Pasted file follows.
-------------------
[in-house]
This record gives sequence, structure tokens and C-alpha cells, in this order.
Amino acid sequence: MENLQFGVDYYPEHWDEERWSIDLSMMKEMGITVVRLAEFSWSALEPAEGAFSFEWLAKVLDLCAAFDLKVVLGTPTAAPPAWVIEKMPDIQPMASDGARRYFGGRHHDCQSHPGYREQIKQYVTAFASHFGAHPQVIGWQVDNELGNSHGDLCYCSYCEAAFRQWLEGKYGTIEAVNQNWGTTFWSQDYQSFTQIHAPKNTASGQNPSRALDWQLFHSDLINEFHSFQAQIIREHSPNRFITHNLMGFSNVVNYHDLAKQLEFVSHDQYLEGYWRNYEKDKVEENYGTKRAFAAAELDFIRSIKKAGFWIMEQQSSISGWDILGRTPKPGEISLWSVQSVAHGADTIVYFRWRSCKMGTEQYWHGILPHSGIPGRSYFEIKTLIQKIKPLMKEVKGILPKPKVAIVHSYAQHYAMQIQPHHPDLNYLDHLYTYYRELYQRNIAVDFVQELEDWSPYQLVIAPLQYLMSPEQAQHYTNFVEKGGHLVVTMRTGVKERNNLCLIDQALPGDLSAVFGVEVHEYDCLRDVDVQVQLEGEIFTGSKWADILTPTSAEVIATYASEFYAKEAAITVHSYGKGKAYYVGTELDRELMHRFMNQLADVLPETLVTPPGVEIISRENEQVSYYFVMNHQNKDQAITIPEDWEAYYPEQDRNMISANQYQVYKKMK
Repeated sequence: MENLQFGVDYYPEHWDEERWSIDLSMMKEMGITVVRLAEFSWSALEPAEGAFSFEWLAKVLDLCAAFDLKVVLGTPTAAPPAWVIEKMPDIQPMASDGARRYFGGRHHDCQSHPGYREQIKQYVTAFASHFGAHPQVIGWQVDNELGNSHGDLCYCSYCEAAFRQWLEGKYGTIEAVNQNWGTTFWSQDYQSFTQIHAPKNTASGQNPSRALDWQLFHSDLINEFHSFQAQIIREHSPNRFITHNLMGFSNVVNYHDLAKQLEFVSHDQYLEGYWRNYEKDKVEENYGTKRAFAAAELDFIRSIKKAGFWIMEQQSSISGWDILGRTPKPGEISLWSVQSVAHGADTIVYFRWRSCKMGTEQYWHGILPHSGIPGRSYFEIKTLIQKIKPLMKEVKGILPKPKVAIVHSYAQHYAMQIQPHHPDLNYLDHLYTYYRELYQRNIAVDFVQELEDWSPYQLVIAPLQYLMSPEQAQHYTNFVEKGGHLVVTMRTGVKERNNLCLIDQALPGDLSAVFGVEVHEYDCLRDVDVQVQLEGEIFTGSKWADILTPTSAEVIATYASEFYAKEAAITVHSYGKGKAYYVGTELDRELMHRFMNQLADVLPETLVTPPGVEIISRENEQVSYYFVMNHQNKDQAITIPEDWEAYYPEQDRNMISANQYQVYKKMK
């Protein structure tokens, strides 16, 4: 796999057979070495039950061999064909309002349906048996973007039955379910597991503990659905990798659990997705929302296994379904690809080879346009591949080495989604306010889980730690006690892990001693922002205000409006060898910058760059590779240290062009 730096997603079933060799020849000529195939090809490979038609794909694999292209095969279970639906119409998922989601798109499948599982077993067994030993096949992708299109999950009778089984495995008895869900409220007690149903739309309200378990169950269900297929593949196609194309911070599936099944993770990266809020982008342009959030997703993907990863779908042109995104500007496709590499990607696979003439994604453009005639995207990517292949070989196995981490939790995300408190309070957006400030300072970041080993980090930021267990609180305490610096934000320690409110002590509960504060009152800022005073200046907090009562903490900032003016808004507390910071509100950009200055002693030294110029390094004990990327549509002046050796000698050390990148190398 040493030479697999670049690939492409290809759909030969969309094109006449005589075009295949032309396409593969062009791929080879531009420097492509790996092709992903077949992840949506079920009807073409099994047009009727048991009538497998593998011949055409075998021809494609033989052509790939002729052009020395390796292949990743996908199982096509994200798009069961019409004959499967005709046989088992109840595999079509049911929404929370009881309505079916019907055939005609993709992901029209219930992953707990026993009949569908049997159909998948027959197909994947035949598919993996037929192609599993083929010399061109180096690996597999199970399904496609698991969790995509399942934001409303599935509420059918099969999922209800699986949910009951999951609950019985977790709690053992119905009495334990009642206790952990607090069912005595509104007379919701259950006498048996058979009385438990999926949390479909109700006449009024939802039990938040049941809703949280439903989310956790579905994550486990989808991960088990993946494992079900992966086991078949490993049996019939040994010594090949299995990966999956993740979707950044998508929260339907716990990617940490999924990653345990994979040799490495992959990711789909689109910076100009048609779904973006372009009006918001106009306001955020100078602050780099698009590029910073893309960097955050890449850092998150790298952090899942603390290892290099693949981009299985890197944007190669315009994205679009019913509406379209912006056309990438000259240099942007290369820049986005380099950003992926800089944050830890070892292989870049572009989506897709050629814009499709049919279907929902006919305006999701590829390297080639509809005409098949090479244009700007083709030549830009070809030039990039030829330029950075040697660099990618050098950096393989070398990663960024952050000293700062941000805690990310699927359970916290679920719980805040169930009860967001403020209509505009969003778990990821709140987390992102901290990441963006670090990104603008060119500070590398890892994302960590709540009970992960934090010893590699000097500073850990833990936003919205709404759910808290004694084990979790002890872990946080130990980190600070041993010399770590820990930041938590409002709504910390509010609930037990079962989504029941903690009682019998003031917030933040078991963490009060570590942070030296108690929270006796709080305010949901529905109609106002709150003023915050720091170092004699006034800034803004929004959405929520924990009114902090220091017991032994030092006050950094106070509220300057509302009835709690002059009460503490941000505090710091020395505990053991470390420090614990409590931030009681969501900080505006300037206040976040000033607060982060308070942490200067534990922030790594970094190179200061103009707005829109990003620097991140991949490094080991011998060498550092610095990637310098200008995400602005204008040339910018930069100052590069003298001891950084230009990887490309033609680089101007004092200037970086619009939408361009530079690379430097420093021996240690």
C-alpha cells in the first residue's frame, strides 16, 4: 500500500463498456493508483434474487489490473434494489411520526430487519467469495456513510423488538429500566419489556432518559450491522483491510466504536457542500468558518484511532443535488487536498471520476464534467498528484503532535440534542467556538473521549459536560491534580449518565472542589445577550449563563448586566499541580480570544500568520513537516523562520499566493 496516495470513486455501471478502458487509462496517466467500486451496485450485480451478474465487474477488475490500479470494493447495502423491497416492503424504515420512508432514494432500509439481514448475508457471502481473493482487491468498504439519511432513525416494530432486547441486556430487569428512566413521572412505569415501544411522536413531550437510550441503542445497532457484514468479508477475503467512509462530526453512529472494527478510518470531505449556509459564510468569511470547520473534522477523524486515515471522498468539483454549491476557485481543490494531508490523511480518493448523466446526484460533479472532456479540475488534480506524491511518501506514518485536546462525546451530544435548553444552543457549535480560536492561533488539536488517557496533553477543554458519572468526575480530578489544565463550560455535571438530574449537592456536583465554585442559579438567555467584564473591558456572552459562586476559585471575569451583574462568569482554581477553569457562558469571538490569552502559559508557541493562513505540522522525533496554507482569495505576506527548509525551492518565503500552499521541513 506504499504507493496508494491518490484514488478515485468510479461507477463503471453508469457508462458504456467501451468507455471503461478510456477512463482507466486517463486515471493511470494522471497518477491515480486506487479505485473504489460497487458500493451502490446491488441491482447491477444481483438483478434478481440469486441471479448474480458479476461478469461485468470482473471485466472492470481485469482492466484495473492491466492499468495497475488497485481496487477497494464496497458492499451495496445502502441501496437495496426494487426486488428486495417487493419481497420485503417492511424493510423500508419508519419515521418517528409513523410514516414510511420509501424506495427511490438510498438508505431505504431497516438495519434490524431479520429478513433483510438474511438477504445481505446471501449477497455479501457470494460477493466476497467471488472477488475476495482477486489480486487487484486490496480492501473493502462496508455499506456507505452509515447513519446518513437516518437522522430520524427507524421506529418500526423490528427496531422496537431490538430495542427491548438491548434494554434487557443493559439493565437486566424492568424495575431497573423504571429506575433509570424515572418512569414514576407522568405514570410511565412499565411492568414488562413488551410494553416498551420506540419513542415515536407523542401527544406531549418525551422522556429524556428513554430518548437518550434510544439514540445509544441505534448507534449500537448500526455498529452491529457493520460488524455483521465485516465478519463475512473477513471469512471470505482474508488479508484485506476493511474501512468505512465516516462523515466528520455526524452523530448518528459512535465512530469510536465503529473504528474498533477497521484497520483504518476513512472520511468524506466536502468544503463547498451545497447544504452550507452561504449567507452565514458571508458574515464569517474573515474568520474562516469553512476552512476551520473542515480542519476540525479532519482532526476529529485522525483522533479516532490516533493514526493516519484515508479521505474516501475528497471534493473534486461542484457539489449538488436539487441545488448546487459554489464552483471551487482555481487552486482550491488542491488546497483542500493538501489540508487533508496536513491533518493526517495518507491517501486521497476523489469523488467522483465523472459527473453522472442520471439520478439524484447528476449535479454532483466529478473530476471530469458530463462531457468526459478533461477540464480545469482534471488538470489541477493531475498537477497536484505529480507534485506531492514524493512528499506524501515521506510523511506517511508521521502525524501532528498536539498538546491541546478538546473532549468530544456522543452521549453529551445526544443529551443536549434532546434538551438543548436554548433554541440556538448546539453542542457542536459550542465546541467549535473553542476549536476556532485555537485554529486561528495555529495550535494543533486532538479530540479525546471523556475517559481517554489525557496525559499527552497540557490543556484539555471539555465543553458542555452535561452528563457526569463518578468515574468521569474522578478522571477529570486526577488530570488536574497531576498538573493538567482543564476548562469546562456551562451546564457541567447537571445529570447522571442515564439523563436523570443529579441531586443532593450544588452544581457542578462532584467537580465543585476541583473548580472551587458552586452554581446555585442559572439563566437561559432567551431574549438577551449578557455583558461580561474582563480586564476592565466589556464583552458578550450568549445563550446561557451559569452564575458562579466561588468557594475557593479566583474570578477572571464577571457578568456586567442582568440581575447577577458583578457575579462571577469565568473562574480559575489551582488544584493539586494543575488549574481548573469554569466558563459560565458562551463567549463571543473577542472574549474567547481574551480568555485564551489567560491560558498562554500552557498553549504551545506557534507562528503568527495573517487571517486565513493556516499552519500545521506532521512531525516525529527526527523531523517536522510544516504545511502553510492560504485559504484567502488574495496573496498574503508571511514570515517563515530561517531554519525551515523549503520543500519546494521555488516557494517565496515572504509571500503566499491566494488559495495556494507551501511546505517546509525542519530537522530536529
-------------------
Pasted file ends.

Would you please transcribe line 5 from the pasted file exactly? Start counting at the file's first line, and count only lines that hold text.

């Protein structure tokens, strides 16, 4: 796999057979070495039950061999064909309002349906048996973007039955379910597991503990659905990798659990997705929302296994379904690809080879346009591949080495989604306010889980730690006690892990001693922002205000409006060898910058760059590779240290062009 730096997603079933060799020849000529195939090809490979038609794909694999292209095969279970639906119409998922989601798109499948599982077993067994030993096949992708299109999950009778089984495995008895869900409220007690149903739309309200378990169950269900297929593949196609194309911070599936099944993770990266809020982008342009959030997703993907990863779908042109995104500007496709590499990607696979003439994604453009005639995207990517292949070989196995981490939790995300408190309070957006400030300072970041080993980090930021267990609180305490610096934000320690409110002590509960504060009152800022005073200046907090009562903490900032003016808004507390910071509100950009200055002693030294110029390094004990990327549509002046050796000698050390990148190398 040493030479697999670049690939492409290809759909030969969309094109006449005589075009295949032309396409593969062009791929080879531009420097492509790996092709992903077949992840949506079920009807073409099994047009009727048991009538497998593998011949055409075998021809494609033989052509790939002729052009020395390796292949990743996908199982096509994200798009069961019409004959499967005709046989088992109840595999079509049911929404929370009881309505079916019907055939005609993709992901029209219930992953707990026993009949569908049997159909998948027959197909994947035949598919993996037929192609599993083929010399061109180096690996597999199970399904496609698991969790995509399942934001409303599935509420059918099969999922209800699986949910009951999951609950019985977790709690053992119905009495334990009642206790952990607090069912005595509104007379919701259950006498048996058979009385438990999926949390479909109700006449009024939802039990938040049941809703949280439903989310956790579905994550486990989808991960088990993946494992079900992966086991078949490993049996019939040994010594090949299995990966999956993740979707950044998508929260339907716990990617940490999924990653345990994979040799490495992959990711789909689109910076100009048609779904973006372009009006918001106009306001955020100078602050780099698009590029910073893309960097955050890449850092998150790298952090899942603390290892290099693949981009299985890197944007190669315009994205679009019913509406379209912006056309990438000259240099942007290369820049986005380099950003992926800089944050830890070892292989870049572009989506897709050629814009499709049919279907929902006919305006999701590829390297080639509809005409098949090479244009700007083709030549830009070809030039990039030829330029950075040697660099990618050098950096393989070398990663960024952050000293700062941000805690990310699927359970916290679920719980805040169930009860967001403020209509505009969003778990990821709140987390992102901290990441963006670090990104603008060119500070590398890892994302960590709540009970992960934090010893590699000097500073850990833990936003919205709404759910808290004694084990979790002890872990946080130990980190600070041993010399770590820990930041938590409002709504910390509010609930037990079962989504029941903690009682019998003031917030933040078991963490009060570590942070030296108690929270006796709080305010949901529905109609106002709150003023915050720091170092004699006034800034803004929004959405929520924990009114902090220091017991032994030092006050950094106070509220300057509302009835709690002059009460503490941000505090710091020395505990053991470390420090614990409590931030009681969501900080505006300037206040976040000033607060982060308070942490200067534990922030790594970094190179200061103009707005829109990003620097991140991949490094080991011998060498550092610095990637310098200008995400602005204008040339910018930069100052590069003298001891950084230009990887490309033609680089101007004092200037970086619009939408361009530079690379430097420093021996240690």